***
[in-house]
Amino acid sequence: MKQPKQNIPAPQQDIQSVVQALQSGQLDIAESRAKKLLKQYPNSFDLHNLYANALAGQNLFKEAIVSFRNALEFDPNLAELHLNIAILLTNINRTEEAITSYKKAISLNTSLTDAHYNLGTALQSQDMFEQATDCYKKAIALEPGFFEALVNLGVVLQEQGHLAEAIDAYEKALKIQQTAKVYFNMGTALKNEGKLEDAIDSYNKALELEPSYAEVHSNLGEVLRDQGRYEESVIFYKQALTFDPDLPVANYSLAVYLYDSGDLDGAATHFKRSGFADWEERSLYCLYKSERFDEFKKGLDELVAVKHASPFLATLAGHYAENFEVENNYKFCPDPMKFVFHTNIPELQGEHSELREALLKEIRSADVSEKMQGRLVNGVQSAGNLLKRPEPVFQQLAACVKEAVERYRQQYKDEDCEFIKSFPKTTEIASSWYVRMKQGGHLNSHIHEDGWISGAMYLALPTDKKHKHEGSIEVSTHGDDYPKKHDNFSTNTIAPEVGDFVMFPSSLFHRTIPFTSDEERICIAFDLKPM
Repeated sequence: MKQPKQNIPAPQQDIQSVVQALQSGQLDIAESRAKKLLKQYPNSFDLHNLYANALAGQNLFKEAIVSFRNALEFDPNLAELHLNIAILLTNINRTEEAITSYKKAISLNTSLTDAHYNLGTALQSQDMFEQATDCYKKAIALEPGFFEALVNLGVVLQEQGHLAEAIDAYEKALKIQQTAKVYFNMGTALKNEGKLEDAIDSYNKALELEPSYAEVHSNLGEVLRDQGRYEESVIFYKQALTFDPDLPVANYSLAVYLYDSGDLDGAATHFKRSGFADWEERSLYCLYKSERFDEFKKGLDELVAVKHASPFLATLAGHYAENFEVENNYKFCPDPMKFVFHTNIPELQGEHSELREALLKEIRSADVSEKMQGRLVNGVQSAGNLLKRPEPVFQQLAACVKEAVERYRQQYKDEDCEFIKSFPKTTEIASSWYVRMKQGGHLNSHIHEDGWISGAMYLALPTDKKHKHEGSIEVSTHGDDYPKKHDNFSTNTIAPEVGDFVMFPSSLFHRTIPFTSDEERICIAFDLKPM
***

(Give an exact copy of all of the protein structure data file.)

[in-house]
Amino acid sequence: MKQPKQNIPAPQQDIQSVVQALQSGQLDIAESRAKKLLKQYPNSFDLHNLYANALAGQNLFKEAIVSFRNALEFDPNLAELHLNIAILLTNINRTEEAITSYKKAISLNTSLTDAHYNLGTALQSQDMFEQATDCYKKAIALEPGFFEALVNLGVVLQEQGHLAEAIDAYEKALKIQQTAKVYFNMGTALKNEGKLEDAIDSYNKALELEPSYAEVHSNLGEVLRDQGRYEESVIFYKQALTFDPDLPVANYSLAVYLYDSGDLDGAATHFKRSGFADWEERSLYCLYKSERFDEFKKGLDELVAVKHASPFLATLAGHYAENFEVENNYKFCPDPMKFVFHTNIPELQGEHSELREALLKEIRSADVSEKMQGRLVNGVQSAGNLLKRPEPVFQQLAACVKEAVERYRQQYKDEDCEFIKSFPKTTEIASSWYVRMKQGGHLNSHIHEDGWISGAMYLALPTDKKHKHEGSIEVSTHGDDYPKKHDNFSTNTIAPEVGDFVMFPSSLFHRTIPFTSDEERICIAFDLKPM
Repeated sequence: MKQPKQNIPAPQQDIQSVVQALQSGQLDIAESRAKKLLKQYPNSFDLHNLYANALAGQNLFKEAIVSFRNALEFDPNLAELHLNIAILLTNINRTEEAITSYKKAISLNTSLTDAHYNLGTALQSQDMFEQATDCYKKAIALEPGFFEALVNLGVVLQEQGHLAEAIDAYEKALKIQQTAKVYFNMGTALKNEGKLEDAIDSYNKALELEPSYAEVHSNLGEVLRDQGRYEESVIFYKQALTFDPDLPVANYSLAVYLYDSGDLDGAATHFKRSGFADWEERSLYCLYKSERFDEFKKGLDELVAVKHASPFLATLAGHYAENFEVENNYKFCPDPMKFVFHTNIPELQGEHSELREALLKEIRSADVSEKMQGRLVNGVQSAGNLLKRPEPVFQQLAACVKEAVERYRQQYKDEDCEFIKSFPKTTEIASSWYVRMKQGGHLNSHIHEDGWISGAMYLALPTDKKHKHEGSIEVSTHGDDYPKKHDNFSTNTIAPEVGDFVMFPSSLFHRTIPFTSDEERICIAFDLKPM